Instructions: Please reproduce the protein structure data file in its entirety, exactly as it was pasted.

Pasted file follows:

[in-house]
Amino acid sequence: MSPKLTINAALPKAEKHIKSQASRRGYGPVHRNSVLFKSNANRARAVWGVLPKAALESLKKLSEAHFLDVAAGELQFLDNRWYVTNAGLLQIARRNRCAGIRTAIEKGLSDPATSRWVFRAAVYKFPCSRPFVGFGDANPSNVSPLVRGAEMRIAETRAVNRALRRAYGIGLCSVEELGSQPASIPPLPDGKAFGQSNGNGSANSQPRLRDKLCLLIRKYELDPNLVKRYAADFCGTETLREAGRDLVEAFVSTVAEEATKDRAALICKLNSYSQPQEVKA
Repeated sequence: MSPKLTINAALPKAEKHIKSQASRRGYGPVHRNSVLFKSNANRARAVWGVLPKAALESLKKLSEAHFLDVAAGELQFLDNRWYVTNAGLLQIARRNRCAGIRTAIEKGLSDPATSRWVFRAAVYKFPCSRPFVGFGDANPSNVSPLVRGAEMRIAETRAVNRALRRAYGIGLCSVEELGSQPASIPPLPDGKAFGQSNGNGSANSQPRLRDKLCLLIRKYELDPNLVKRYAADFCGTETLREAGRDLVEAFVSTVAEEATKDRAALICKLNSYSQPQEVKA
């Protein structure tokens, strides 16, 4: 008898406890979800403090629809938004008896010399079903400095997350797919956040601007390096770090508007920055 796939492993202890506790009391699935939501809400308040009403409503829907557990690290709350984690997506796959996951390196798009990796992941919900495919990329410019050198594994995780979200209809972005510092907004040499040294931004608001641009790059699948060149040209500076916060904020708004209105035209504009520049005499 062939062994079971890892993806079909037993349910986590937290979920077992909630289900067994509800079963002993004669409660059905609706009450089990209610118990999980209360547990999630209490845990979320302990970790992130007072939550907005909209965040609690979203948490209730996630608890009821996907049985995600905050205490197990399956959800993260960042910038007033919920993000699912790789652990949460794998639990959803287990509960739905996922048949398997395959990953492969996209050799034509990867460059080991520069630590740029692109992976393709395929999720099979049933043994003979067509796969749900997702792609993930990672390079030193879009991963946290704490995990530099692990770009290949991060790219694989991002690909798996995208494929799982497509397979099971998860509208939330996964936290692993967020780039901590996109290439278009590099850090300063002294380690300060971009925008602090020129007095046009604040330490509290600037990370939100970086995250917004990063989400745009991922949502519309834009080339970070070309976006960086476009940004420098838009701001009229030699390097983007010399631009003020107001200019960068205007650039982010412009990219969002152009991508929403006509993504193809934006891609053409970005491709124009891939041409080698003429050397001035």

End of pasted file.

[in-house]
Amino acid sequence: MSPKLTINAALPKAEKHIKSQASRRGYGPVHRNSVLFKSNANRARAVWGVLPKAALESLKKLSEAHFLDVAAGELQFLDNRWYVTNAGLLQIARRNRCAGIRTAIEKGLSDPATSRWVFRAAVYKFPCSRPFVGFGDANPSNVSPLVRGAEMRIAETRAVNRALRRAYGIGLCSVEELGSQPASIPPLPDGKAFGQSNGNGSANSQPRLRDKLCLLIRKYELDPNLVKRYAADFCGTETLREAGRDLVEAFVSTVAEEATKDRAALICKLNSYSQPQEVKA
Repeated sequence: MSPKLTINAALPKAEKHIKSQASRRGYGPVHRNSVLFKSNANRARAVWGVLPKAALESLKKLSEAHFLDVAAGELQFLDNRWYVTNAGLLQIARRNRCAGIRTAIEKGLSDPATSRWVFRAAVYKFPCSRPFVGFGDANPSNVSPLVRGAEMRIAETRAVNRALRRAYGIGLCSVEELGSQPASIPPLPDGKAFGQSNGNGSANSQPRLRDKLCLLIRKYELDPNLVKRYAADFCGTETLREAGRDLVEAFVSTVAEEATKDRAALICKLNSYSQPQEVKA
């Protein structure tokens, strides 16, 4: 008898406890979800403090629809938004008896010399079903400095997350797919956040601007390096770090508007920055 796939492993202890506790009391699935939501809400308040009403409503829907557990690290709350984690997506796959996951390196798009990796992941919900495919990329410019050198594994995780979200209809972005510092907004040499040294931004608001641009790059699948060149040209500076916060904020708004209105035209504009520049005499 062939062994079971890892993806079909037993349910986590937290979920077992909630289900067994509800079963002993004669409660059905609706009450089990209610118990999980209360547990999630209490845990979320302990970790992130007072939550907005909209965040609690979203948490209730996630608890009821996907049985995600905050205490197990399956959800993260960042910038007033919920993000699912790789652990949460794998639990959803287990509960739905996922048949398997395959990953492969996209050799034509990867460059080991520069630590740029692109992976393709395929999720099979049933043994003979067509796969749900997702792609993930990672390079030193879009991963946290704490995990530099692990770009290949991060790219694989991002690909798996995208494929799982497509397979099971998860509208939330996964936290692993967020780039901590996109290439278009590099850090300063002294380690300060971009925008602090020129007095046009604040330490509290600037990370939100970086995250917004990063989400745009991922949502519309834009080339970070070309976006960086476009940004420098838009701001009229030699390097983007010399631009003020107001200019960068205007650039982010412009990219969002152009991508929403006509993504193809934006891609053409970005491709124009891939041409080698003429050397001035």